With the spring semester winding down, Kearny public school officials are hoping that local kids will feel “Right At School” when classes resume in September.
What better way to do that, they reason, than by offering busy parents a chance to drop off their kids early and/or pick them up later at any of the town’s five elementary schools.
The Kearny Board of Education is making this opportunity possible by having voted recently to contract for the service with a vendor known as Right At School, based in Evanston, Ill.
Parents can opt to enroll their pre-K to grade 6 youngsters in the morning session, which runs from 7 to 8:45 a.m., or the afternoon slot, from 3:05 to 6 p.m., Monday to Friday, at the district’s elementary schools.
A posting on the district website promoting the program says: “We’re here for parents looking for a safe, comfortable and fun place for their children before and after school. Led by our nurturing educators, your children will complete their homework, engage in fun fitness, participate in our enrichment curriculum (with unit themes like ‘Inventors’ Workshop,’ ‘Water Wizards’ and ‘Twisted Tales’) and become part of a community that feels like family.”
After-school enrichment classes are slated to begin by January or February 2018.
Ken Lindenfelser, counsel to the KBOE, said, “The district is providing the space and the program is supplying materials, personnel, background checks and insurance.”
Parents who choose to send their kids will be assessed fees for the service by the vendor and the district will pocket 8% of the gross revenues collected by the vendor to offset district costs for custodial overtime and energy, according to Lindenfelser.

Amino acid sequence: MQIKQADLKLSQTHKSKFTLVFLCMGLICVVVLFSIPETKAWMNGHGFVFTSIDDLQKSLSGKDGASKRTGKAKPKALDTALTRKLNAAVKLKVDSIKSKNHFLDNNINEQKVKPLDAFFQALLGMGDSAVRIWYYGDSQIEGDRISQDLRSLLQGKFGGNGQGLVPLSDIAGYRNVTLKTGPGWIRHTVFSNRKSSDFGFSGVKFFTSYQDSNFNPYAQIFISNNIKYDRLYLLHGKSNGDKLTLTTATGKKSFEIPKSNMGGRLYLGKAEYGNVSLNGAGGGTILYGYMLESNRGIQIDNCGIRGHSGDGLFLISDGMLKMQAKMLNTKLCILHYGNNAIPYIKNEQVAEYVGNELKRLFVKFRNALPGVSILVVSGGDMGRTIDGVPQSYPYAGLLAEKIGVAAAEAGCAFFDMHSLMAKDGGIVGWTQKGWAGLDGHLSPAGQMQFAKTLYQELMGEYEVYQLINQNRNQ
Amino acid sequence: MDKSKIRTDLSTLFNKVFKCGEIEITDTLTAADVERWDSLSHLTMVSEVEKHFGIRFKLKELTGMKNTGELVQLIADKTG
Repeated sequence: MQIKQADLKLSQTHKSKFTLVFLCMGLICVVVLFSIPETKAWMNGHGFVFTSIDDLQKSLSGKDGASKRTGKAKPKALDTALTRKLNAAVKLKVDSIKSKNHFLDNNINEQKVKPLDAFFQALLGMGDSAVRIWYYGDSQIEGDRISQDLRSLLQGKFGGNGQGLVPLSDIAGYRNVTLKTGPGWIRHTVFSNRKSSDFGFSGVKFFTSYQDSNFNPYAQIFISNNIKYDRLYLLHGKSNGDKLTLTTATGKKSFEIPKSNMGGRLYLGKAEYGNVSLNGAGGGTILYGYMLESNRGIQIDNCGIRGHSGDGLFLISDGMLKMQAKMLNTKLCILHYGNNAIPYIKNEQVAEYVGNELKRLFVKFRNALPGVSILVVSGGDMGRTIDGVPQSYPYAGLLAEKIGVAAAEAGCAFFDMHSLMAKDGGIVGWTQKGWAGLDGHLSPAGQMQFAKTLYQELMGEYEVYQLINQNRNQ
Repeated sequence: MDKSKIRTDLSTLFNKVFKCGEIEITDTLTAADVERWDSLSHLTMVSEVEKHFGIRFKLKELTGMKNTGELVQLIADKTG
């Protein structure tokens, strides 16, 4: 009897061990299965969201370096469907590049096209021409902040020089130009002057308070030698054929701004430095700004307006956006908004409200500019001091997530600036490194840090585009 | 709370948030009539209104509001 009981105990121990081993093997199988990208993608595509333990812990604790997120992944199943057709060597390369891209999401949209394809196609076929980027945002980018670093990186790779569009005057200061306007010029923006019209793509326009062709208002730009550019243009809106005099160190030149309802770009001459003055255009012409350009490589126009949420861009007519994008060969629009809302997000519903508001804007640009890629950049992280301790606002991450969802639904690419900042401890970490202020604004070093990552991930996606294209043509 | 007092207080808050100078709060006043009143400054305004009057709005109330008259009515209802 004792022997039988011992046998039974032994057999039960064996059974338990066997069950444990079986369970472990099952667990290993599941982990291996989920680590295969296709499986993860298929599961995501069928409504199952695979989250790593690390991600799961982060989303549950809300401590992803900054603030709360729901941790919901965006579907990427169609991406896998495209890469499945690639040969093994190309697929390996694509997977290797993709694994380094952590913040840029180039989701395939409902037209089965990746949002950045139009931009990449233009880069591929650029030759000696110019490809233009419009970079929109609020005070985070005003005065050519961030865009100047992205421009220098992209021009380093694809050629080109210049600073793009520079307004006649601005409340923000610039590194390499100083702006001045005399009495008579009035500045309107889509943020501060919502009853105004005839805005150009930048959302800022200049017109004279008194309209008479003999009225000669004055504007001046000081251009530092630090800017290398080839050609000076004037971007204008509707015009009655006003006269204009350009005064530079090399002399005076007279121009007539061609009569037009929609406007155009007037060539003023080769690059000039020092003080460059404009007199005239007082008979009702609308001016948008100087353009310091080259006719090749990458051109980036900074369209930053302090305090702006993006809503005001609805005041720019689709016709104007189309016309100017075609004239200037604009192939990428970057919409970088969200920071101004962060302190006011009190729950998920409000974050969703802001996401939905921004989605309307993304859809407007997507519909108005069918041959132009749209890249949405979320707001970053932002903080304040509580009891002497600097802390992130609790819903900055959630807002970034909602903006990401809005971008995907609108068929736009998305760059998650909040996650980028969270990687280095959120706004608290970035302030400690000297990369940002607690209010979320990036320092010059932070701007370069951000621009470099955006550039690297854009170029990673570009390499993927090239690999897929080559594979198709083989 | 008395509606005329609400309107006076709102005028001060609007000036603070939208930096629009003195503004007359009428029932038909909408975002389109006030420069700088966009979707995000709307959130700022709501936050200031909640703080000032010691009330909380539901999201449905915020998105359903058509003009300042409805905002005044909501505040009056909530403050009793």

“We have no monetary projection at this point,” he said, “but this is not expected to be a money-maker for the district.”
One reason the school board elected to make this service available, Lindenfelser said, is that parents responding to a district questionnaire asking what factors led them to switch their children to the new Kearny-based Hudson Arts & Science Charter School were asked if after-care, in particular, was a factor and “there were some indications that yes, it was, and that played into the board’s decision.”
Based on its reputation, “we were looking to bring this company in last year,” Schools Superintendent Patricia Blood said. But just to be thorough, the board directed its professional staff to solicit bids “and we had six firms submit RFPs (Request For Proposals),” she added.
Additionally, Blood said, several board members checked out a Right At School program conducted at a school district in New Rochelle, N.Y., which was “similar in diversity and size” to that of Kearny and were impressed by what they saw.
“We had great interest among our parents in this type of program, particularly those with children at Roosevelt and Franklin schools,” Blood said. “So now, we’re very excited to have [Right At School] as our partner.”
The program also operates out of the Hazlet public school system and at least three other local districts in New Jersey are in the process of contracting with the company, according to Blood.
Based on a fee schedule posted on the district website, parents will be asked to choose from among several options for the before-school and/or after-school programs.
Fees for the after-school program range from $86 per month for one day per week to $300 per month for five days a week. Prices for the before-school program range from $42 for one day per week to $140 per month for five days per week.
There is a $50 annual, per-family registration fee, with a 5% sibling discount available.
To register, parents may contact rightatschool.com or call 855-287-2466.